We'll begin with demand. People have a largely predictable need for typical commodities such as food and clothing, and a desire for some other goods such as entertainment that they will satisfy as their means allow. However, we have no idea what medical services we may need tomorrow or next year, and we rarely desire them at all. The need for medical services is an unpredictable misfortune. Furthermore, it is entirely possible that the cost of what is necessary will entirely exceed our means, while our more fortunate neighbor has negligible medical expenses. The only solution is some form of insurance -- a mechanism for pooling risk.

However, for profit insurance companies have an unavoidable incentive not to accept customers who are at high risk, and to try to avoid paying claims if they can get away with it. So in order for health insurance markets to function at all, they must be regulated.

At the same time, to the extent we have to rely on the monetary contributions individuals are willing and able to make to risk pools voluntarily, medical services will be underfunded and underproduced. There are several reasons for this. One should be obvious: transmissible diseases threaten everyone. Disease prevention and treatment benefits everyone beyond the cost for the individual. Furthermore, sick people can't work or take care of dependents to the extent healthy people can, if at all, and having sick friends and relatives, or even seeing strangers suffer, makes at least some of us sad.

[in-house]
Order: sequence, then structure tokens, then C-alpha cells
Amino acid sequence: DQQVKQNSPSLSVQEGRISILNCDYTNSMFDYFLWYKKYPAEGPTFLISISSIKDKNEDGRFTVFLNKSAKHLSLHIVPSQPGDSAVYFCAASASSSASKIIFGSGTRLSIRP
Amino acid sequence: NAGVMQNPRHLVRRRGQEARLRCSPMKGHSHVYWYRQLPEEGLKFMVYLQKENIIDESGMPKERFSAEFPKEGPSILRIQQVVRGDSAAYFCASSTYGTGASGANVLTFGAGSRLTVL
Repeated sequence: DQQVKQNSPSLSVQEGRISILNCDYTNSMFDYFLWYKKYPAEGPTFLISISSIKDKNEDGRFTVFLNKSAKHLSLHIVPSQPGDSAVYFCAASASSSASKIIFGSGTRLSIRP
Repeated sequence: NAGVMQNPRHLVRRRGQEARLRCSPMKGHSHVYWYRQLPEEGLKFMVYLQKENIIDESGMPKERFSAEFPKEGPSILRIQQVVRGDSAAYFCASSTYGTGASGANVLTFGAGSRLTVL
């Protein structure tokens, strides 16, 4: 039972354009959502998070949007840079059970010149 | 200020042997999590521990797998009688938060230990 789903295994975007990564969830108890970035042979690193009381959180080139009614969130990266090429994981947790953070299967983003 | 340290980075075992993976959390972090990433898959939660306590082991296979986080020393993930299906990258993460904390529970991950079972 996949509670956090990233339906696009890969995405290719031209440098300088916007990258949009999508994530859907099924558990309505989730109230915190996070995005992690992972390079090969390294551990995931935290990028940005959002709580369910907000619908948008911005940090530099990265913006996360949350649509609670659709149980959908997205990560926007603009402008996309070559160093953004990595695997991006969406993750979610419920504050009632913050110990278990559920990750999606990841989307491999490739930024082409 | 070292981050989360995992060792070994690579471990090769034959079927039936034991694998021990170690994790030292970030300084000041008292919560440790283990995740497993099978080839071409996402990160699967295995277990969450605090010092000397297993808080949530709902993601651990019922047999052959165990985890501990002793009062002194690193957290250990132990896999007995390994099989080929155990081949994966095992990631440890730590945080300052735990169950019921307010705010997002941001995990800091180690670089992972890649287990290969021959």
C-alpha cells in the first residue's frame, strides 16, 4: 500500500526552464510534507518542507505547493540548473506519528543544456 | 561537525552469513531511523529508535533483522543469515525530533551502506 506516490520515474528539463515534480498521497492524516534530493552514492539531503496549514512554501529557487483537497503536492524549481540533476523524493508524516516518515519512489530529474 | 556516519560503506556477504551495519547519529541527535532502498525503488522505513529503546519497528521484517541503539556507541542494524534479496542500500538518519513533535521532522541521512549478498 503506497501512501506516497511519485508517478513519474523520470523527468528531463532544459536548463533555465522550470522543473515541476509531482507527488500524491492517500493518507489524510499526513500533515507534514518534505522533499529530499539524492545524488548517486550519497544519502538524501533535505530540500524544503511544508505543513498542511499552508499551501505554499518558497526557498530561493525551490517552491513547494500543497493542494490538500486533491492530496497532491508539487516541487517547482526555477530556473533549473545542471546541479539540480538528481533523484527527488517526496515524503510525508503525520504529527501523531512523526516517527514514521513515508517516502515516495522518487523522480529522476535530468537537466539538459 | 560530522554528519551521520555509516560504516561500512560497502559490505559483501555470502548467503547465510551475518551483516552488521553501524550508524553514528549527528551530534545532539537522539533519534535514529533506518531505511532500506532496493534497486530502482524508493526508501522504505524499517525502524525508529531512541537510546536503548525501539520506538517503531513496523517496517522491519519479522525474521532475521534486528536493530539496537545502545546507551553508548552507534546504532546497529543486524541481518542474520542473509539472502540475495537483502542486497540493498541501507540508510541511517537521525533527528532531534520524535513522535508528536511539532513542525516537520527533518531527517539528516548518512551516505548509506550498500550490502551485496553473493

Furthermore, as consumers, we are not only involuntary but incompetent. We depend on physicians' expertise to decide what to purchase, or to have purchased on our behalf by our insurer. While the current fashion is to involve patients in decision making, our capacity for that involvement is limited. We still need providers to explain our options accurately, in a way that we can understand and is relevant to us. But they're making more money by some choices than by others. So it matters how these incentives are structured.